If you are in a league where you only start one catcher, then you really shouldn’t have to worry about the position and if you checked out my most recent article in the New York Post, you’ll see that even in two-catcher leagues, I do not feel like it is necessary to use a second or third-round pick on J.T. Realmuto. Yes, he delivers a solid stat-line but given the size of fantasy baseball rosters, the impact on your squad is far from what it is when you draft, for example, Travis Kelce in fantasy football. I did grab Adley Rutschman in the fifth round, but I would have been just as happy with Willson Contreras in the eighth. From there, if it’s a two-catcher league, you can easily wait on the second guy. Just be conscious of what the rest of your draft room is doing so you don’t miss out and end up with Bo Naylor as a starter.

Watch the Drop-Off in the Outfield Position

We already know that the shortstop position is incredibly deep while other positions like first base, second and third are all pretty top-heavy. It is the same for outfield. Once you get past the top-20, there is a significant drop in overall talent. I grabbed Acuna and Kyle Schwarber pretty early which allowed me to wait on filling out the rest of my outfield, but be carefully you don’t end up like Matt Selz who has Teoscar Hernández from the seventh round and then has to head into the season with the likes of Brandon Nimmo and Seth Brown as his top guys. Colby Conway did a nice job of waiting on the outfield as he took Bryan Reynolds in the seventh, but he was mindful and grabbed Taylor Ward, Kris Bryant and Seiya Suzuki pretty quickly afterwards. When you are using our rankings here or setting up your own, put a mark somewhere so you can see where the talent drop-off occurs at each position.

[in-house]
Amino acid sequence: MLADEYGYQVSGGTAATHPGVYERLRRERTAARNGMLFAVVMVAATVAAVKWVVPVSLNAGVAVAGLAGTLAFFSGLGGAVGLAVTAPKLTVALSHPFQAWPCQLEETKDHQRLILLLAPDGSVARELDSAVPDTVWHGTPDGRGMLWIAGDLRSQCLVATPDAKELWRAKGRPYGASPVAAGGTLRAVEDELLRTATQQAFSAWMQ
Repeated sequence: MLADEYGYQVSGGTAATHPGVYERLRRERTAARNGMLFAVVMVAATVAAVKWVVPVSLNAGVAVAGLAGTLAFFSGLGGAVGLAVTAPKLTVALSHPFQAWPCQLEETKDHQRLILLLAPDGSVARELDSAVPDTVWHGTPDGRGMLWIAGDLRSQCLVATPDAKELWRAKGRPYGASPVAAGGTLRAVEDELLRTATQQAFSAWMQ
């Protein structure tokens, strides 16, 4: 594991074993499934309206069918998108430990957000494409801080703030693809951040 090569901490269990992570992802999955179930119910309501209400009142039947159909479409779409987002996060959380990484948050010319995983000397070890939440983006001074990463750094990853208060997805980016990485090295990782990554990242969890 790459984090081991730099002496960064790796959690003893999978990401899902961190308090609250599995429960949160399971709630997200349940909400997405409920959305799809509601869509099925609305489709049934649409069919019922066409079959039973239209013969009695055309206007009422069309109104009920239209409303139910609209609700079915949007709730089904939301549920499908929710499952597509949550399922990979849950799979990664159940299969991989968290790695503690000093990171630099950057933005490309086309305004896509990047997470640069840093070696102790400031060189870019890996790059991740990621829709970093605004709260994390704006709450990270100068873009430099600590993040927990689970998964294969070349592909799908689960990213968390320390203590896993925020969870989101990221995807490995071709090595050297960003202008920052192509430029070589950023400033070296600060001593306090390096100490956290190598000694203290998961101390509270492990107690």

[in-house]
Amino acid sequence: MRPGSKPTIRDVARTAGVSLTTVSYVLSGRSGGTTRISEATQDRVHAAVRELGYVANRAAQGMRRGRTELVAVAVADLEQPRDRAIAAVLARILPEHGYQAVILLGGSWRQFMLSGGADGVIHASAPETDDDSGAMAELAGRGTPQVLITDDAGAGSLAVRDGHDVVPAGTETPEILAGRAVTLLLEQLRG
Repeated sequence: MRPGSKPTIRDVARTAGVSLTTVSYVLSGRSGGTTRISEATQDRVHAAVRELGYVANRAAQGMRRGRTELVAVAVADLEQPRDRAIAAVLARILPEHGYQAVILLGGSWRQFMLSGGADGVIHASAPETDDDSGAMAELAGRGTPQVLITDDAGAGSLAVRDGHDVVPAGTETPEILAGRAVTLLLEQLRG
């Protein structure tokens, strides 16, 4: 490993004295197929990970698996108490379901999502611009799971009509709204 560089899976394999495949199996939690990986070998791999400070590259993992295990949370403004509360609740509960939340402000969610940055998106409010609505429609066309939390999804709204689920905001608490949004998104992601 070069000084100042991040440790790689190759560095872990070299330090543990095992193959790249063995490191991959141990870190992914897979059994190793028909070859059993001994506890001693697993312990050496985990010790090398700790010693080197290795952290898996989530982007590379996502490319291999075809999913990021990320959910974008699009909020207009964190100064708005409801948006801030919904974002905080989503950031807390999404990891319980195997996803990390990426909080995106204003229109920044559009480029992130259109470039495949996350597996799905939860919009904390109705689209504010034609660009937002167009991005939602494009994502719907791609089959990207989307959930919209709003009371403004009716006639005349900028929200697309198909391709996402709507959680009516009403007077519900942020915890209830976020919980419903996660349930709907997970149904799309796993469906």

Those are just some general observations to get you started. If you would like to dive a little deeper, then check out what Ray Kuhn had to say about his draft:

My main intention here was to go in the general direction that the draft took me after the first round. When I am picking in the top half of the draft this year, I am looking for a power/speed combination and when it comes in the form of José Ramírez and fills a scarce position, even better. After that, I was really looking for the best available, and it just happened that I solidified my middle infield next with two more power/speed options as Marcus Semien has really grown on me. While there are a lot of starting pitchers I do like this year, I don't feel the need to gravitate towards a truly top option, and going with Aaron Nola and Luis Castillo to start my rotation feels good while also securing a top closer in Josh Hader

At that point, I really felt comfortable with the core of my team and instead concentrated on taking players that I liked while making sure that I had enough power. I think Eloy Jiménez could truly outperform his draft slot if he stays healthy, and it's hard to knock Andrés Muñoz as my third closer even when I wasn't looking to take him. The outfield might be a bit weak as I'm banking on a resurgence from Cody Bellinger and continued emergence from Lars Nootbar, but I do feel good here. 

We’ll have more on both the Mock Draft Army and our additional staff mock drafts as we move through spring training and get closer to 2023 Opening Day. For now, email me at howard@fantasyalarm.com if you want to get in on the Mock Draft Army and enjoy the rest of what the Fantasy Alarm Draft Guide has to offer.